The Appling father is just steps away from where his 17-year-old son was hit by a sport utility vehicle Tuesday. His son died the next day at an Augusta hospital.
The grieving father wants to turn his pain of losing a child into something positive by pushing for a lower speed limit on the stretch of roadway where his son, Cory Allan Morin, was hit.
“I can’t bring my son back, but maybe I can help other people on that road,” he said.
Columbia County authorities said the Grovetown teen was on his way to a friend’s house when he stepped onto the edge of Hereford Farm Road near Lewiston Elementary School and was hit. The driver of the SUV was not at fault and won’t be charged in the accident, sheriff’s Capt. Steve Morris said.
“You don’t expect that,” said Cory’s stepmother Melanie Morin of the tragic news. “It comes out of the blue.
The speed limit for most of Hereford Farm Road is set at 45 mph. The limit increases to 55 mph, however, in the portion where Cory was standing.
Gordon Morin, a McDuffie County maintenance foreman for the Georgia Department of Transportation, said he believes the abrupt speed limit change on the road is confusing for most motorists.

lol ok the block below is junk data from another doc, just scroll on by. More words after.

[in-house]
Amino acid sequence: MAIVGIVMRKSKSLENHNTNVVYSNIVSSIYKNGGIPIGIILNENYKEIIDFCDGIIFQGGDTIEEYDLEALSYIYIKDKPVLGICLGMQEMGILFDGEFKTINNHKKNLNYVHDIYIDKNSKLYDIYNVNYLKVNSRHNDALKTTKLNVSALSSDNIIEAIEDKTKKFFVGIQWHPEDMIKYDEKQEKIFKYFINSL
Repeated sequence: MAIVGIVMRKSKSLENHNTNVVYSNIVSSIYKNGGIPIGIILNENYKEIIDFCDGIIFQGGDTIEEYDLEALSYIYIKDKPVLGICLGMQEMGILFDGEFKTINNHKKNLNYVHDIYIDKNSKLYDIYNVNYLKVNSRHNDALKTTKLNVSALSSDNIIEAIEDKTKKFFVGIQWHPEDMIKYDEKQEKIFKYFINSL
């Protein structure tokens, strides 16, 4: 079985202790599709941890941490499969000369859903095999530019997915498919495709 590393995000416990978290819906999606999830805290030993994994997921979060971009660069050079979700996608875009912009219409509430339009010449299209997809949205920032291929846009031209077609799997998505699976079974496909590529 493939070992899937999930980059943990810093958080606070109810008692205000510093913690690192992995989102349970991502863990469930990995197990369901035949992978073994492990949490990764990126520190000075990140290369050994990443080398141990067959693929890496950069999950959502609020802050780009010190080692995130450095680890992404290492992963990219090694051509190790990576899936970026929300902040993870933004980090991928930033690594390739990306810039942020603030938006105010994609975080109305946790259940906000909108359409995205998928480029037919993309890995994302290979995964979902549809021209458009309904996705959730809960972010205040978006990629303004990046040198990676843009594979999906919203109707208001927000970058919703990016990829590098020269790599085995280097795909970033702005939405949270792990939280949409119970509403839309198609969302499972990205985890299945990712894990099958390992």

Because many homes and an elementary school sit along part of Hereford Farm Road, Morin –along with many others he said he’s spoken to in the area – thinks a lower speed limit is warranted.
Speed limits on all county roads are set by GDOT, county Traffic Engineer Glen Bollinger said.
In order for the limit to change, a study must show that 85 percent of motorists are traveling within 5 to 7 mph of a given speed, he said.
An increase in traffic and development, though, will usually cause speeds to drop, he added.
Bollinger said the county has studied seeking a 45 mph speed limit on all of Hereford Farm Road, and will do so again soon.
Morin wants to speed up that process by starting a petition that addresses the dangers of Hereford Farm Road. He is asking people to submit their written concerns to him at 10 a.m. June 30 at Lewis Memorial United Methodist Church, which is on the corner of Columbia and Hereford Farm roads.
Until then, the Morin family remembers what a generous and funny young man Cory was.
His grandmother, Marlene Morin, said Cory’s favorite holiday was Halloween, when he would work at local haunted houses.
“We called him ‘Spooky’ because he loved the Halloween stuff in our house,” she said.
An avid skateboarder, Cory also loved animals, music and making people laugh.
“He loved to live on the wild side, but he would do anything for you,” Morin said.